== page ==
In researching an upcoming study on privatization, I came across an interesting illustration of the advantages of private science over government science. Private science focuses on efficiency and results, but government science maybe not so much.
The study by Jonathan Karpoff in the Journal of Political Economy found:
From 1818 to 1909, 35 government and 57 privately‐funded expeditions sought to locate and navigate a Northwest Passage, discover the North Pole, and make other significant discoveries in arctic regions. Most major arctic discoveries were made by private expeditions. Most tragedies were publicly funded. By other measures as well, publicly‐funded expeditions performed poorly. … Although public expeditions made some significant discoveries, they did so at substantially higher cost (as measured by crew size or vessel tonnage) than private discoveries.
Historical accounts indicate that, compared to private expeditions, public expeditions: (1) employed leaders that were relatively unmotivated and unprepared for arctic exploration; (2) separated the initiation and implementation functions of executive leadership; and (3) adapted slowly to new information about clothing, diet, shelter, modes of arctic travel, organizational structure, and optimal party size. These shortcomings resulted from, and contributed to, poorly aligned incentives among key contributors.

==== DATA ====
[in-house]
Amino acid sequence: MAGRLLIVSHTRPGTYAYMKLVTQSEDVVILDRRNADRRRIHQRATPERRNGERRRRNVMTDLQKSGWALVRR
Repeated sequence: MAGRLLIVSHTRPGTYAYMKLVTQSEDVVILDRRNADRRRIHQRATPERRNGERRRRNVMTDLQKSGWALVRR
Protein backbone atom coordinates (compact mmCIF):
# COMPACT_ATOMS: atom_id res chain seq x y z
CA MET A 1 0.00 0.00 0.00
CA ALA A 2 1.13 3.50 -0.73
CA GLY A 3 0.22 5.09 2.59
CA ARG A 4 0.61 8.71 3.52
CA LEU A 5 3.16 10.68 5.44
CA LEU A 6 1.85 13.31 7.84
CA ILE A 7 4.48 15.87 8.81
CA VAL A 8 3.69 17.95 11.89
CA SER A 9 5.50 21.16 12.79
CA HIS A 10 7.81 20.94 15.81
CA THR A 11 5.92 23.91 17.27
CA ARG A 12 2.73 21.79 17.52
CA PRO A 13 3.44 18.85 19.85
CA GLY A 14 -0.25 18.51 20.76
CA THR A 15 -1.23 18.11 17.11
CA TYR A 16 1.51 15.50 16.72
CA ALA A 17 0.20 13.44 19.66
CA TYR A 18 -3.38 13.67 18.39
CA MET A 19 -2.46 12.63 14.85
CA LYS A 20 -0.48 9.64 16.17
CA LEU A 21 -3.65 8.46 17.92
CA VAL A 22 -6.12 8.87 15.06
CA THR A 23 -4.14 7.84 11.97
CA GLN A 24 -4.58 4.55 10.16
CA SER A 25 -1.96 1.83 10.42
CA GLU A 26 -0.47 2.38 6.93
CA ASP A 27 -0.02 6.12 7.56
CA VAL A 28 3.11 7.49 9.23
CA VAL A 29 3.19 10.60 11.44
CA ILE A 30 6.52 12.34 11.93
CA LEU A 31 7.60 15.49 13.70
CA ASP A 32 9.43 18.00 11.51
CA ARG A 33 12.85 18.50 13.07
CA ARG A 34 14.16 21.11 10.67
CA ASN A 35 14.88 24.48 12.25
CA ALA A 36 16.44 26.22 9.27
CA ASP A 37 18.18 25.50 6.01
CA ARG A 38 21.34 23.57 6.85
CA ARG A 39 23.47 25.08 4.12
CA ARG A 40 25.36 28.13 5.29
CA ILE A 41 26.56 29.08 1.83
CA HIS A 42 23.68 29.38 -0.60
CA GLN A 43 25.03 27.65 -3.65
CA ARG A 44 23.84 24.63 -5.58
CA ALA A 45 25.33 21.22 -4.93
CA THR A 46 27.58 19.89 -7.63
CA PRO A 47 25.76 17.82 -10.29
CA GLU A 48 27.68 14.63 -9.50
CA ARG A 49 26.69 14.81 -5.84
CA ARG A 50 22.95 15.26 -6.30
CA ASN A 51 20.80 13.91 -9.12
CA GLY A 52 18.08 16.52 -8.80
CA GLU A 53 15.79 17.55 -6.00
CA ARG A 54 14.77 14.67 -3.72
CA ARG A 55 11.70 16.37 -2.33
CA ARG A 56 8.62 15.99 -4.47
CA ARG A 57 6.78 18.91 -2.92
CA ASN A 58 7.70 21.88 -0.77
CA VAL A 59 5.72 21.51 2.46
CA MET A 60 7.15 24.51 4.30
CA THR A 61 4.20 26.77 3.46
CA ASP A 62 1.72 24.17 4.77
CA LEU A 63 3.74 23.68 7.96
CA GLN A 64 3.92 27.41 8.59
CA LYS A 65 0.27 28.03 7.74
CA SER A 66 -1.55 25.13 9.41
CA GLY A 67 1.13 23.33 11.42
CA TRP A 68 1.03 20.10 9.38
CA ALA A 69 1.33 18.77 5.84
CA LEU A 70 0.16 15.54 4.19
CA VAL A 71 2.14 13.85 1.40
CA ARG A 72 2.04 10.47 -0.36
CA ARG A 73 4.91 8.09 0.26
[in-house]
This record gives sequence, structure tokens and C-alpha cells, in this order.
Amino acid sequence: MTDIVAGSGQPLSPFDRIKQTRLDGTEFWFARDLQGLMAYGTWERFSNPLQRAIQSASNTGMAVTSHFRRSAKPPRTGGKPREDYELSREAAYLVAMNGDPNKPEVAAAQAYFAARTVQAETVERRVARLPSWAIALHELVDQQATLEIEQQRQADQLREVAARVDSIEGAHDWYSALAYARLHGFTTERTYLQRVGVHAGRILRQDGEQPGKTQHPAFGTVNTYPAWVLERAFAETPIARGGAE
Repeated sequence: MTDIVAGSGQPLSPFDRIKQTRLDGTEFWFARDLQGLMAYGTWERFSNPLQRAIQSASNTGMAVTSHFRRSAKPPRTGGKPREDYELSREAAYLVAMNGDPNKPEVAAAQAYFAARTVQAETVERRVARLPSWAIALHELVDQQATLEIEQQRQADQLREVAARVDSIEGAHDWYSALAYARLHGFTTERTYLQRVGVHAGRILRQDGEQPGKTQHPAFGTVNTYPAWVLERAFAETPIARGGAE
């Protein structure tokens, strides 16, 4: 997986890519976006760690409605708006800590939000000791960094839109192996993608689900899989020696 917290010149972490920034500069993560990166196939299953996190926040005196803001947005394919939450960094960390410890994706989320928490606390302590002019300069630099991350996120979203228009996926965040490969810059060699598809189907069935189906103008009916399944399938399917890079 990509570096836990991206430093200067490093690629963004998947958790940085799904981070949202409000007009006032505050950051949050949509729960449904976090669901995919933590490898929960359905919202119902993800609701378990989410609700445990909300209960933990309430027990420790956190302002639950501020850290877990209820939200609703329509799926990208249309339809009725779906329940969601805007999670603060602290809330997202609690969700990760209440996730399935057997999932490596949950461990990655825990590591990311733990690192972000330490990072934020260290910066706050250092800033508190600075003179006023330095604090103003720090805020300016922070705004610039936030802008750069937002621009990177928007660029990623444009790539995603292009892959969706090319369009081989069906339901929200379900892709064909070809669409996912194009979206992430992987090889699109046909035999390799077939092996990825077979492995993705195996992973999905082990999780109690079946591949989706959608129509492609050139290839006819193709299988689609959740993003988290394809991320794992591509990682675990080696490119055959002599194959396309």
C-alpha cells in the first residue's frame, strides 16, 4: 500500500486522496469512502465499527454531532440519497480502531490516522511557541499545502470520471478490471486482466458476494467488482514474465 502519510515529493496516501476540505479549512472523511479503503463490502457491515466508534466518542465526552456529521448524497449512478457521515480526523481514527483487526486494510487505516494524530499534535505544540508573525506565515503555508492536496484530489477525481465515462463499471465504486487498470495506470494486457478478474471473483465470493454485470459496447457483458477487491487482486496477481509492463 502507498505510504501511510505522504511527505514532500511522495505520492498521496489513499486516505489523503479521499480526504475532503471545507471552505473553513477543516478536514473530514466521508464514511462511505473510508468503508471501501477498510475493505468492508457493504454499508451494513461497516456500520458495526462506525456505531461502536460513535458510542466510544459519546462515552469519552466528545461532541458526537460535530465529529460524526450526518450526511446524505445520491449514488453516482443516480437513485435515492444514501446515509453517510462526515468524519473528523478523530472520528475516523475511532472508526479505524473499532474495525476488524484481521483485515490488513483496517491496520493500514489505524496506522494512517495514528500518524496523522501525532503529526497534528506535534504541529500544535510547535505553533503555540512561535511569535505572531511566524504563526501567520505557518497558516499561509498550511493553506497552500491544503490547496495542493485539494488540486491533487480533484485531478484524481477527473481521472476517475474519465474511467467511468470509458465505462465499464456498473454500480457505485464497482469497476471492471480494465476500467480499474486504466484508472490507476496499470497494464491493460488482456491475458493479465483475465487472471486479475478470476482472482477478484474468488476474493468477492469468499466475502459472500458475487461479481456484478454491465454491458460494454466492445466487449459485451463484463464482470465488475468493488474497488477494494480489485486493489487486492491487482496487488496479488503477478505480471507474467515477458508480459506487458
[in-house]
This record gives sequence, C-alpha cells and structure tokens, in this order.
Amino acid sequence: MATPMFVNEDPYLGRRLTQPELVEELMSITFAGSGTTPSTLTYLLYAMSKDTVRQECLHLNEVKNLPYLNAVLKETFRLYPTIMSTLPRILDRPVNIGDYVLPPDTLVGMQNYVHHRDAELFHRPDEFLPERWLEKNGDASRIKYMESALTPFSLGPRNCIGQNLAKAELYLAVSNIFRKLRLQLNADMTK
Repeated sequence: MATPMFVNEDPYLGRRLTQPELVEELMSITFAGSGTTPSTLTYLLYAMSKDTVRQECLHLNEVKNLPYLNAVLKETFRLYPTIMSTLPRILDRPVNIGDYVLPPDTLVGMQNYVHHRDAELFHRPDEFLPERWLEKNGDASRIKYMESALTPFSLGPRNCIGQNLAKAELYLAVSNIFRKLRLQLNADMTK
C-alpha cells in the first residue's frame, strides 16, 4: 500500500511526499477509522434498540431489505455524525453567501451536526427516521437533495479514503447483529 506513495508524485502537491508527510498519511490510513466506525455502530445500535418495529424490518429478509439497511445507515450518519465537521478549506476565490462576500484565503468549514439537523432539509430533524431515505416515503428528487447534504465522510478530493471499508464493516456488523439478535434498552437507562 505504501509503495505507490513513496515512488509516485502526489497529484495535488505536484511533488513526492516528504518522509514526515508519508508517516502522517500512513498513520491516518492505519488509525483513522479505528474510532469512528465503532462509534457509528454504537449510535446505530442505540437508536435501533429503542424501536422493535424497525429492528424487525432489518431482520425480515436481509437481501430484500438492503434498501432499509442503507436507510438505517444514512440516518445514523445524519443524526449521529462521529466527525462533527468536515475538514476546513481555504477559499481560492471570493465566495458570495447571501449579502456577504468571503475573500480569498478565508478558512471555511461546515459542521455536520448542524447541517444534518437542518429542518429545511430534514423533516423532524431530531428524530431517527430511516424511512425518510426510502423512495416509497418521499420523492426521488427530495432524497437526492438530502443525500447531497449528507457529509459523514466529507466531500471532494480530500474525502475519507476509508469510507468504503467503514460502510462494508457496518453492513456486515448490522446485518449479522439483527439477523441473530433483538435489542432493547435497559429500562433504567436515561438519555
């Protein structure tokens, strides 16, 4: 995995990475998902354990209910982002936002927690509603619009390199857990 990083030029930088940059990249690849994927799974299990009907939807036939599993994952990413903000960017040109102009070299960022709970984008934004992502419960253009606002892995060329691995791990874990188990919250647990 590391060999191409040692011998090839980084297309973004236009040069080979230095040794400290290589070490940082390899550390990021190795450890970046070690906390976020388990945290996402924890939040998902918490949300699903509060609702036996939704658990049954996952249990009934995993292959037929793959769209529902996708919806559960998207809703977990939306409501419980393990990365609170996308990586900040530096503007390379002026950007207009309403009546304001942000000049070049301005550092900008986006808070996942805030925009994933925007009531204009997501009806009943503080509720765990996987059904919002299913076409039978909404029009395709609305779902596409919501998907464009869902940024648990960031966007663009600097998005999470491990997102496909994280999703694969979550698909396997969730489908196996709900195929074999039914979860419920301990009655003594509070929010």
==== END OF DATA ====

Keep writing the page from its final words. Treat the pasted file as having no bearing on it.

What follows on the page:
My upcoming study will look at the advantages of privatizing federal activities such postal services, air traffic control, and passenger rail. But policymakers should also explore the advantages of privatizing federal science activities.
Cato adjunct Terence Kealey has written about the advantages of private over government science, and he will discuss that topic at an upcoming Chicago seminar.
Meanwhile, if you plan to explore the Arctic, it would be best to go on a private rather than government ship. There would be less chance of getting scurvy–at least that’s the way it used to be, according to Karpoff.